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A dog that can quickly offer eye contact when you call their name is wonderful thing!

This exercise teaches your dog to respond to the sound of their name with eye contact.  Typically, we call our dog because we want their attention and this is a fun way of teaching them that this is what is expected of them.  Something to keep in mind is that we want to try our best to only use our dog’s name in a positive manner.  If we use their name in an angry or scary way, they will learn to run the other way when they hear that word rather than giving us the response we want.


Step One

  • Start with a handful of treats and put a piece of food under the dog’s nose to get their attention.
  • Say your dog’s name in an enthusiastic voice as you are bringing the food up to your eye line
  • If your dog makes even a split second of eye contact, mark, feed and repeat
  • If your dog does not make eye contact, repeat your action of moving the food from the dog’s nose to your eye line, but do not repeat the dog’s name
    • Remember: Only say the dog’s name once and give only one treat per name. We want to teach our dogs to respond the first time we ask for something and we get that by not repeating ourselves.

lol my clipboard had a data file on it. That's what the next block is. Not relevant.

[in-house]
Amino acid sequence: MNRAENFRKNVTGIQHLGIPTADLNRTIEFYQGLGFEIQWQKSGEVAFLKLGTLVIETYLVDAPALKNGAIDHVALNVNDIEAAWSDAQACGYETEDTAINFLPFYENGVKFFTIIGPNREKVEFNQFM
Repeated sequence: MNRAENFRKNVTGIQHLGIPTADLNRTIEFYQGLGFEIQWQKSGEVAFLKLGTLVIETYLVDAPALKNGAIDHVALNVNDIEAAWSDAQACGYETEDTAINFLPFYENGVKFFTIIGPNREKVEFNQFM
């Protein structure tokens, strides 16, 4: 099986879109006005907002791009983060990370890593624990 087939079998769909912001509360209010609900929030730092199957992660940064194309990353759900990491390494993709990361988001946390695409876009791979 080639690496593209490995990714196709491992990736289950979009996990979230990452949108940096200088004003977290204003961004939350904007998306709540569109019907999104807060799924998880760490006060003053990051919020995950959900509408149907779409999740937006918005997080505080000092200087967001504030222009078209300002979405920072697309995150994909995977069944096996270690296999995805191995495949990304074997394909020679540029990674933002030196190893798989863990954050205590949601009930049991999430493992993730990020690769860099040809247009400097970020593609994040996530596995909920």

Step Two

  • Have treats in both hands. One hand you are going to feed your dog from, the other hand has the food that will be used as a distraction
  • Show the dog the piece of distraction food and hold your arm out to the side of your head
  • As the dog is looking at the food in your hand, call your dog’s name
  • When they give you even a split second of eye contact, mark and reward it.
  • Repeat until the dog is looking back at you almost immediately upon calling their name

Step Three

  • Wait until the dog is distracted and call their name
    • If they don’t respond in a timely manner you can make noise or use your food to get their attention at first
  • If they turn and look at you, mark and feed them
  • Repeat until the dog is responding quickly after hearing their name
  • Then you are ready to take it on the road and begin practicing in increasingly distracting environments like on walks, at the pet store, or any new place.